Focus on Pedagogy, Wellness, Professional Identity
UW Law faculty contribute to the advancement of law through their scholarship, teaching and service.
By Jennifer Fan
Associate Dean for Research and Faculty Development
In a few weeks, UW Law embarks on a new academic year. The beginning of the school year is always a time of excitement with new students and faculty joining our institution and the return of colleagues and upper division law school students.
While the pandemic brought great change and upheaval to our community, our faculty remained steadfast and dedicated to the advancement of law and support of our students. As an institution, we have demonstrated remarkable resilience. It is in this spirit that I wanted to share the pedagogical, wellness and professional identity advancements that UW Law faculty have undertaken.
Through e-books, casebooks, and articles in professional publications, our faculty have incorporated their scholarly endeavors to enrich the educational experiences of our students. Whether it is Prof. Zahr Said’s free casebook on tort law, Profs. Xuan-Thao Nguyen and Bob Gomulkiewicz’s casebook on licensing intellectual property, Prof. Toshiko Takenaka’s research handbook on patent law for the U.S., Europe and Japan, or Prof. Peter Nicolas’ casebook on evidence, our faculty continue to innovate in teaching, help to demystify the law, and make their books more accessible (and in some cases, free) to our students. Our faculty are also writing casebooks in new areas of law, such as Ryan Calo’s Robot Law II, which is forthcoming. In addition, our legal writing faculty have contributed extensively to the Write to Counsel column in NW Lawyer.
At UW Law, we not only value teaching, but also prioritize student wellness and the development of professional identity. We have far exceeded the ABA standards in these two areas. Even before the revisions to ABA Standard 508 that addresses student wellness, UW Law offered bold leadership in the arena of student mental health. It was one of the first law schools (and remains one of the few) to hire a dedicated mental health therapist.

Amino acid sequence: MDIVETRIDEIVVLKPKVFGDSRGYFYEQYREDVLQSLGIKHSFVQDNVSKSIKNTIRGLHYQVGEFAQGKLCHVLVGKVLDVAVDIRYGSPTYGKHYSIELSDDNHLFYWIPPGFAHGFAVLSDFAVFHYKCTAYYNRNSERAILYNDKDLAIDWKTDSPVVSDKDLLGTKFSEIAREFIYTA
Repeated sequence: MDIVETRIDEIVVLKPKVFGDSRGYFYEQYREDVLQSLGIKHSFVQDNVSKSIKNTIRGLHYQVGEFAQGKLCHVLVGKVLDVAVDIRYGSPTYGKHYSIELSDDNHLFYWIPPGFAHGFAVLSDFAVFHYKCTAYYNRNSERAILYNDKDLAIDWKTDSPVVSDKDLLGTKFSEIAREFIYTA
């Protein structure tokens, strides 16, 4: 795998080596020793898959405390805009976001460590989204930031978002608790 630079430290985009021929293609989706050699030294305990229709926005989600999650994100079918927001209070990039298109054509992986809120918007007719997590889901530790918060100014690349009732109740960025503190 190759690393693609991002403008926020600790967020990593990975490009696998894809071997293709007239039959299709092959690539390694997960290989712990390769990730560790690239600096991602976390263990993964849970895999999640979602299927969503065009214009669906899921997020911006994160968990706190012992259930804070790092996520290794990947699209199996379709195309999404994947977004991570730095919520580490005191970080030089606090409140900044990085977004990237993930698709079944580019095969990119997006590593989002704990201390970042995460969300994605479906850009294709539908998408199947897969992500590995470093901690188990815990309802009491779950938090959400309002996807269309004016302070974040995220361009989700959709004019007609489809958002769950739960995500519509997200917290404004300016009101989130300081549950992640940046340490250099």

Under the leadership of Associate Dean for Students Anna Endter, this new position was created in spring 2021 to provide students with free and confidential one-on-one therapy in partnership with the UW’s Counseling Center. Mental health has even been incorporated in our curriculum — this winter, Elizabeth Porter, Interim Toni Rembe Dean, and Dean Endter will co-teach a class on the topic called Reflective Lawyering.
In terms of the development of professional identity required under ABA Standard 303(b), UW Law offers a host of trainings beginning with orientation and a perspectives course offered in the first year of law school and culminating in clinical and externship opportunities. As an example, Introduction to Perspectives on the Law gives 1Ls the opportunity to understand the law through different lenses while tying what they learn to the first-year doctrinal curriculum.
I am inspired by the work of my colleagues in the areas of pedagogy, wellness and professional identity and look forward to sharing the many ways UW Law faculty contribute to the advancement of law through their scholarship, teaching and service.
I wish all of you a successful start to the school year!
Open Access casebooks
- Zahr K. Said, Tort Law: A 21st Century Approach (CALI eLangdell casebook series) (July 2021) (2nd ed. Forthcoming 2022)
- Jennifer S. Fan, Business Organizations, Harvard H2O (2020)
- Lisa Marshall Manheim, Constitutional Law: Structures of Government (2021)
Traditional casebooks/teaching materials
- Stuart Showalter & Sallie Thieme Sanford, The Law of Healthcare Administration (10th ed., Health Admin. Press, forthcoming 2023).
- Robot Law II (Ryan Calo, Michael Froomkin & Kristen Thomasen, eds., Edward Elgar Publishing forthcoming).
- Ryan Calo, Law and Technology: A Methodical Approach (Oxford University Press forthcoming).
- Robert W. Gomulkiewicz, Xuan-Thao Nguyen & Danielle M. Conway, Licensing Intellectual Property: Law and Application (4th ed. Aspen 2018) (Aspen Casebook Series)
- Xuan-Thao N. Nguyen, Robert W. Gomulkiewicz & Danielle M. Conway, Intellectual Property, Software, and Information Licensing: Law and Practice (2d ed. 2018 Bloomberg BNA)